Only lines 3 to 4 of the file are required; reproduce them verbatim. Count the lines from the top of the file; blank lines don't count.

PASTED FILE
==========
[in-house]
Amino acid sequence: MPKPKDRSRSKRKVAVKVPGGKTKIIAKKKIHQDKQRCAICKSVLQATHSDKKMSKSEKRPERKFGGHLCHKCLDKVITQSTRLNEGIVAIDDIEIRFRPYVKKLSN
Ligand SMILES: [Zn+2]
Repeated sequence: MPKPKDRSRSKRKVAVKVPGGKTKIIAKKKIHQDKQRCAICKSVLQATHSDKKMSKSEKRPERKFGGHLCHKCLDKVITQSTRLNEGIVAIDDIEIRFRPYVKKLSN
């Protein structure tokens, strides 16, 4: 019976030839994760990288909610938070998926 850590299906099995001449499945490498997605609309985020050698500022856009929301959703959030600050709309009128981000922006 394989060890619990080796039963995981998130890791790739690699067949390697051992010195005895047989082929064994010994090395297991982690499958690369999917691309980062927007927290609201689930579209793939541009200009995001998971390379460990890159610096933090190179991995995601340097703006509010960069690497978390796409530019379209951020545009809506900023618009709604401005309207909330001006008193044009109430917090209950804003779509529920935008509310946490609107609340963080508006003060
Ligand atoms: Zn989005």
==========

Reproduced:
Ligand SMILES: [Zn+2]
Repeated sequence: MPKPKDRSRSKRKVAVKVPGGKTKIIAKKKIHQDKQRCAICKSVLQATHSDKKMSKSEKRPERKFGGHLCHKCLDKVITQSTRLNEGIVAIDDIEIRFRPYVKKLSN